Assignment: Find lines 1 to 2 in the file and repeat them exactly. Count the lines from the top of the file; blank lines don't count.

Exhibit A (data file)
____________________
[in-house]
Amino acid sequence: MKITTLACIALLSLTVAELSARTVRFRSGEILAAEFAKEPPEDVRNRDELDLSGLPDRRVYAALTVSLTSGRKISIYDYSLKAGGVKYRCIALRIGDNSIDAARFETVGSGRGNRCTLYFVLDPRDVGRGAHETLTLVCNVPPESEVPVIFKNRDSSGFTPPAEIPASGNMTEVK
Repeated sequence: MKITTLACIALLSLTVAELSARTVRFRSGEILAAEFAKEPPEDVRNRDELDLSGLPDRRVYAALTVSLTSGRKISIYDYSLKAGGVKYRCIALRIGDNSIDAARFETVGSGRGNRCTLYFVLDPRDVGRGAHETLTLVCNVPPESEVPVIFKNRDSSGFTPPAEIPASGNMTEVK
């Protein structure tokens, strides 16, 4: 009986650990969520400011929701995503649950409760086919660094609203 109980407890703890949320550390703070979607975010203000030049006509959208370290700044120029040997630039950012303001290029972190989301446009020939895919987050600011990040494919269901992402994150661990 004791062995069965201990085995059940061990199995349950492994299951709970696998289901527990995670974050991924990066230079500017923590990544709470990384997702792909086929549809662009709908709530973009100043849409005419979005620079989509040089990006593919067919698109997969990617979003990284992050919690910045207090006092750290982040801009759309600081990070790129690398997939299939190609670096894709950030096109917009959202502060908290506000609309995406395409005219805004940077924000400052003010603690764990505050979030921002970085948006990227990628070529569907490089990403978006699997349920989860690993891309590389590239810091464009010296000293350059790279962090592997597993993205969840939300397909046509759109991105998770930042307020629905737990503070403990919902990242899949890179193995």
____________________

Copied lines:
[in-house]
Amino acid sequence: MKITTLACIALLSLTVAELSARTVRFRSGEILAAEFAKEPPEDVRNRDELDLSGLPDRRVYAALTVSLTSGRKISIYDYSLKAGGVKYRCIALRIGDNSIDAARFETVGSGRGNRCTLYFVLDPRDVGRGAHETLTLVCNVPPESEVPVIFKNRDSSGFTPPAEIPASGNMTEVK